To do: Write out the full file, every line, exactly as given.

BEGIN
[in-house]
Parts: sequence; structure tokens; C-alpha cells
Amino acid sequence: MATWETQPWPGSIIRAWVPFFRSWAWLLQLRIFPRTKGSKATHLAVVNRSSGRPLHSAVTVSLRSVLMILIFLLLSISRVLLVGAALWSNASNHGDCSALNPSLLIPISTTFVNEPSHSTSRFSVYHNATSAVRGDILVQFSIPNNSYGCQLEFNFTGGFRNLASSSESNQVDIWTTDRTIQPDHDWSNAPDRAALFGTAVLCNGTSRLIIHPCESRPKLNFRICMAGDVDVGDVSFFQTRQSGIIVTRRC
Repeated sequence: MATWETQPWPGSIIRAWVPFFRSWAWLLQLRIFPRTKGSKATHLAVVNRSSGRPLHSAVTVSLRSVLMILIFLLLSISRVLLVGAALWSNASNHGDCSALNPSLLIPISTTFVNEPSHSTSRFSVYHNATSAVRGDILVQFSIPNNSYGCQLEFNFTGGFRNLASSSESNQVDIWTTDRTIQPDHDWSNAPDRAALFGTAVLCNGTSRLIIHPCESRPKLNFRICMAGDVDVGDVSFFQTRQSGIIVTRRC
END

[in-house]
Parts: sequence; structure tokens; C-alpha cells
Amino acid sequence: MATWETQPWPGSIIRAWVPFFRSWAWLLQLRIFPRTKGSKATHLAVVNRSSGRPLHSAVTVSLRSVLMILIFLLLSISRVLLVGAALWSNASNHGDCSALNPSLLIPISTTFVNEPSHSTSRFSVYHNATSAVRGDILVQFSIPNNSYGCQLEFNFTGGFRNLASSSESNQVDIWTTDRTIQPDHDWSNAPDRAALFGTAVLCNGTSRLIIHPCESRPKLNFRICMAGDVDVGDVSFFQTRQSGIIVTRRC
Repeated sequence: MATWETQPWPGSIIRAWVPFFRSWAWLLQLRIFPRTKGSKATHLAVVNRSSGRPLHSAVTVSLRSVLMILIFLLLSISRVLLVGAALWSNASNHGDCSALNPSLLIPISTTFVNEPSHSTSRFSVYHNATSAVRGDILVQFSIPNNSYGCQLEFNFTGGFRNLASSSESNQVDIWTTDRTIQPDHDWSNAPDRAALFGTAVLCNGTSRLIIHPCESRPKLNFRICMAGDVDVGDVSFFQTRQSGIIVTRRC